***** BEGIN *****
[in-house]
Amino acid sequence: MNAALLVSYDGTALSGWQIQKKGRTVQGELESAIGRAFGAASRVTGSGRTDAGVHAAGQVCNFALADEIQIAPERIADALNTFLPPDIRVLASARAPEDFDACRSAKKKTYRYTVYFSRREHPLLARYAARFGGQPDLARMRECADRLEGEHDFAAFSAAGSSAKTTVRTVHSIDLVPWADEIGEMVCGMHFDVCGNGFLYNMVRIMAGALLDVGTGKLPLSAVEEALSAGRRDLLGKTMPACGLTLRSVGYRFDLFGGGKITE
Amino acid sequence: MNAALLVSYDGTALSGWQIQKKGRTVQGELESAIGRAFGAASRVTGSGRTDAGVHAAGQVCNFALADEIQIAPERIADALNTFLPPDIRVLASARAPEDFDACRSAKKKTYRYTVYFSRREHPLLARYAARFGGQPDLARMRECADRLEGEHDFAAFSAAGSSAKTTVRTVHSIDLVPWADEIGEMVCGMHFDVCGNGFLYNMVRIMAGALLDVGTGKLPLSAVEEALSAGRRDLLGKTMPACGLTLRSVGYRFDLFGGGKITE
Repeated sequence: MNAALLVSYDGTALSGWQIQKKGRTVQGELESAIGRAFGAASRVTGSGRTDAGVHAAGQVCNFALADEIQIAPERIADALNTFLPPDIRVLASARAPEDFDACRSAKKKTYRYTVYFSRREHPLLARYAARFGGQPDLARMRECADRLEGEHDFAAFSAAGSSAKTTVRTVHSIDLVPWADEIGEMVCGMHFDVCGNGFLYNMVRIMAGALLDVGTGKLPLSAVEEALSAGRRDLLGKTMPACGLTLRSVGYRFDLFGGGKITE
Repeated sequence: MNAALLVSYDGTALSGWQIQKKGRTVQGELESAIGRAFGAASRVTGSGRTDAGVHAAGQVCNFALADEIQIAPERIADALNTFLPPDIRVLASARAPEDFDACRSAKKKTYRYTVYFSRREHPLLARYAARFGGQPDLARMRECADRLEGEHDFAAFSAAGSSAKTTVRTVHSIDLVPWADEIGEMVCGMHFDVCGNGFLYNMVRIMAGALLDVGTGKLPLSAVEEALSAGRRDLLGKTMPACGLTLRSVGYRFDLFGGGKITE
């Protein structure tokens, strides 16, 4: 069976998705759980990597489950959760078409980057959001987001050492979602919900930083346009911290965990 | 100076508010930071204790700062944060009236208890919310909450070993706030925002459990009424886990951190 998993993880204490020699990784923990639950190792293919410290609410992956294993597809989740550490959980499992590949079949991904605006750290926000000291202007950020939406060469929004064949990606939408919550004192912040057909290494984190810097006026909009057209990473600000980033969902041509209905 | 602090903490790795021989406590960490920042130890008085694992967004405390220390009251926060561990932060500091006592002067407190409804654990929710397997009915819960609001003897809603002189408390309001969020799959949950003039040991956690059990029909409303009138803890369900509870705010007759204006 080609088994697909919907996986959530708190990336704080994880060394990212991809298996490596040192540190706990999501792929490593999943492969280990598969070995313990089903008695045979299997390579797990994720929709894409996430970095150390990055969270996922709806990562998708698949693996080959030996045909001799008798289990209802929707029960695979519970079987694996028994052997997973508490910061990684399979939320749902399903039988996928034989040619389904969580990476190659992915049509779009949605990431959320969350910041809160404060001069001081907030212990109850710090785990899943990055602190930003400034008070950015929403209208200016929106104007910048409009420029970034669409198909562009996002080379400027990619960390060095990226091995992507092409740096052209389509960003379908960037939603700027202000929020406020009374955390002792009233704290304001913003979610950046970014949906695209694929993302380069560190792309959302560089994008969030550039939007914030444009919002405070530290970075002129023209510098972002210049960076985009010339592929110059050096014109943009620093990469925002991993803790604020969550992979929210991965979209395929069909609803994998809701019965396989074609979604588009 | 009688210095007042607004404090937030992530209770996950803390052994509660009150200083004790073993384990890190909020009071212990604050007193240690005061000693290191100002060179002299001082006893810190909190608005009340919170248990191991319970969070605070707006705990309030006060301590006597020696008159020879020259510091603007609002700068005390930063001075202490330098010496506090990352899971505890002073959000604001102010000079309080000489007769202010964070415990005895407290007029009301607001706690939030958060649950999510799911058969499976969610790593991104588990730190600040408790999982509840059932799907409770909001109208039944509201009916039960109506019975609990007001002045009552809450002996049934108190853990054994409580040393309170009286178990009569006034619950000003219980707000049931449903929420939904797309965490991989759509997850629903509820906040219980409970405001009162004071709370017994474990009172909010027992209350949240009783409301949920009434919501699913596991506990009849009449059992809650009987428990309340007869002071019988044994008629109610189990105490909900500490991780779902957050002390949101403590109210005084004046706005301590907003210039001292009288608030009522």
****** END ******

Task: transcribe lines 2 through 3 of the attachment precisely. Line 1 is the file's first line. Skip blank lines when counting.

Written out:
Amino acid sequence: MNAALLVSYDGTALSGWQIQKKGRTVQGELESAIGRAFGAASRVTGSGRTDAGVHAAGQVCNFALADEIQIAPERIADALNTFLPPDIRVLASARAPEDFDACRSAKKKTYRYTVYFSRREHPLLARYAARFGGQPDLARMRECADRLEGEHDFAAFSAAGSSAKTTVRTVHSIDLVPWADEIGEMVCGMHFDVCGNGFLYNMVRIMAGALLDVGTGKLPLSAVEEALSAGRRDLLGKTMPACGLTLRSVGYRFDLFGGGKITE
Amino acid sequence: MNAALLVSYDGTALSGWQIQKKGRTVQGELESAIGRAFGAASRVTGSGRTDAGVHAAGQVCNFALADEIQIAPERIADALNTFLPPDIRVLASARAPEDFDACRSAKKKTYRYTVYFSRREHPLLARYAARFGGQPDLARMRECADRLEGEHDFAAFSAAGSSAKTTVRTVHSIDLVPWADEIGEMVCGMHFDVCGNGFLYNMVRIMAGALLDVGTGKLPLSAVEEALSAGRRDLLGKTMPACGLTLRSVGYRFDLFGGGKITE